Arabesques are the plastic attitudes modeled on ancient bas-reliefs or the arabica ornamenta, i.e., ornaments composed of plants, flowers, and human forms on the frieze of an entablature, and the like, which are said to stem from the Arabs or Moors and bear a resemblance to the metamorphoses of the Greek myths. The imitation of such forms are called arabesques and are the most difficult attitudes because of the way in which one balances in them.
Already by the 1790s, arabesque could be used to denote a kind of pose. In his printed scenario for the Bordeaux revival of the ballet Télémaque (1797), Dauberval notes that “you cannot pay too much attention to the elegance of the groupings, to ‘arabesques’ and voluptuous poses” (trans. in Guest 1996: 404). It is impossible to say what Dauberval precisely meant by the term, but the context suggests he understood thereby a kind of pose or grouping. And it is clear from Gardel’s scenario for his ballet La dansomanie of 1800 that the term at the time of his writing no longer referred specifically to the presence of flowery props. According to Gardel’s synopsis, the dancing master Flicflac, who has come to the home of Duléger to give him a lesson, demonstrates
the new double, triple and quadruple temps de cuisse, steps in which the legs are thrown forward one after the other, pirouettes on the cou de pied, waltzes, arabesques, and finally all those steps that make our social dances look ridiculous and all too often disfigure the dancing in our theatres. (Trans. in Guest 2002: 83)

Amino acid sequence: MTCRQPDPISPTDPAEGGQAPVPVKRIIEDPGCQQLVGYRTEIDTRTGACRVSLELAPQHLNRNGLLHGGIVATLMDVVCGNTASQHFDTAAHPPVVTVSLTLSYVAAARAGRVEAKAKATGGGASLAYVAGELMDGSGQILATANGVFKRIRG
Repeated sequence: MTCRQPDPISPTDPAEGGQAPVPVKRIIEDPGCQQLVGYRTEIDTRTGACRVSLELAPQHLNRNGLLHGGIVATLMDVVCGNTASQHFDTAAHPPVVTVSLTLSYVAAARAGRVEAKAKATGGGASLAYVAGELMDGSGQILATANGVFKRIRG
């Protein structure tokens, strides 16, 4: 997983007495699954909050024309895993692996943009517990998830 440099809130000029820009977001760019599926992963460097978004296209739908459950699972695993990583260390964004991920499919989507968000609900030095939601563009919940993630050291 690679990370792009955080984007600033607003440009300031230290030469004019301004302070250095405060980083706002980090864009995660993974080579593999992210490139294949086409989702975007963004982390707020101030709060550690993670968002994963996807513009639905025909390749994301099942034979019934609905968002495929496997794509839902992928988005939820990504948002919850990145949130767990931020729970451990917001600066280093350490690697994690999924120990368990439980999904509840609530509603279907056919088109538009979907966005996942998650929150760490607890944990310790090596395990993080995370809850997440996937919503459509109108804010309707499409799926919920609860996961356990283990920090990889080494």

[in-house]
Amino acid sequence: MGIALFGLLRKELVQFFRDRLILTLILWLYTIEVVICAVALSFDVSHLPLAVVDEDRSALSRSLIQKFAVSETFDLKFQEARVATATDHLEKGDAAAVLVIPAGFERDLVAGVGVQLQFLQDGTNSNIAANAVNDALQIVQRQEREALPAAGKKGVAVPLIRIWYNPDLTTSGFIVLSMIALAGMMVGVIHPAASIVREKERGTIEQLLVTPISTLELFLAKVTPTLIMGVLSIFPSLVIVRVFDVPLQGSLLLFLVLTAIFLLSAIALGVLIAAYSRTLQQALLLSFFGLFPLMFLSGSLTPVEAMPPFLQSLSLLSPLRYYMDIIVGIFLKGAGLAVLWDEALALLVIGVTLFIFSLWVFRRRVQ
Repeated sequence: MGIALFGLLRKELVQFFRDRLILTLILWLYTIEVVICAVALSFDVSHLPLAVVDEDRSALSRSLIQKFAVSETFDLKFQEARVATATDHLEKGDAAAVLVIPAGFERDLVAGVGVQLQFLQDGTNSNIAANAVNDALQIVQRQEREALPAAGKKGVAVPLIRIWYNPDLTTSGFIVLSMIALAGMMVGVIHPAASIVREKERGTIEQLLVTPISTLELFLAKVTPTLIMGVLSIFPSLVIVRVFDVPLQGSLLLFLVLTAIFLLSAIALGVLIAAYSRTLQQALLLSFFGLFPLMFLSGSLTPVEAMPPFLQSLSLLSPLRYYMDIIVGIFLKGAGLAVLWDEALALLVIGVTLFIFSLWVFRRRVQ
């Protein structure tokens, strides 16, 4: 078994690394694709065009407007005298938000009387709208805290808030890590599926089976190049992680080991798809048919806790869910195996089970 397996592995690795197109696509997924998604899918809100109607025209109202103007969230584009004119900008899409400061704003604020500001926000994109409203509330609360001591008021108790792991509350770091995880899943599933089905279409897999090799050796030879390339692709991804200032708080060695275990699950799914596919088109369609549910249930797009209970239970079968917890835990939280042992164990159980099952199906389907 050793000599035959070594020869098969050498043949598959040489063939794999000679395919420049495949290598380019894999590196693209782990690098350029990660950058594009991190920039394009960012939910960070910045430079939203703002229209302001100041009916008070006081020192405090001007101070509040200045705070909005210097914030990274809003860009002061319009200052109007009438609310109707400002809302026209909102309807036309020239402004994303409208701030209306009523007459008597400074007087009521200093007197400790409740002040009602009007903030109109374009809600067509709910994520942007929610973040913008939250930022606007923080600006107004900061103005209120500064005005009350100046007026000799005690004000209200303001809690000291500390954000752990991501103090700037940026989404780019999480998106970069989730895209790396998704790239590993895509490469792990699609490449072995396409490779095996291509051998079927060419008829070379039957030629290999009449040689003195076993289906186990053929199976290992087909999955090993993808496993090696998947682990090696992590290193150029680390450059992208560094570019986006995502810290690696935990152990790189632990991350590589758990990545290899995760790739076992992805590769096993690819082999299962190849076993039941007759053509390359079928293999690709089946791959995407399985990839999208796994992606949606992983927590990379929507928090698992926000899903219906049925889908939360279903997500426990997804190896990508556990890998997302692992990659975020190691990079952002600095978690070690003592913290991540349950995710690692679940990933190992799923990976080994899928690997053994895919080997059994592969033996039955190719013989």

It would be odd for a visiting dancing master to show up equipped with garlands, and so the arabesques here must refer simply to kinds of poses.
Given the dearth of material, it cannot be established when such a semantic change took place – i.e., a shift from a pose employing a garland to a pose seen vaguely as “imbalanced” or in some way whimsical – but the sources above suggest that the shift predates 1800. And while Adice’s arabesque positions (fig. 4) can be found in the eighteenth-century iconography – figure 8 shows versions of Adice’s first and second positions, for example – it is unlikely, in light of the foregoing, that even in very late eighteenth-century usage the term referred only to these five, as Adice would have it.
The Eighteenth-Century Garland Pose
It is unknown when arabesque began to be used as a dance term, but certainly it was established already by the 1790s, as noted just above. It is clear, however, that arabesque attitudes in apparently the original sense, that is, poses of any sort making conspicuous use of garlands (flexible flowery festoons), wreathes, and possibly more rigid hoops, or a combination of these, were not a novelty in the eighteenth century (fig. 9, right); indeed, they are depicted already in the seventeenth-century iconography (fig. 9, left and middle).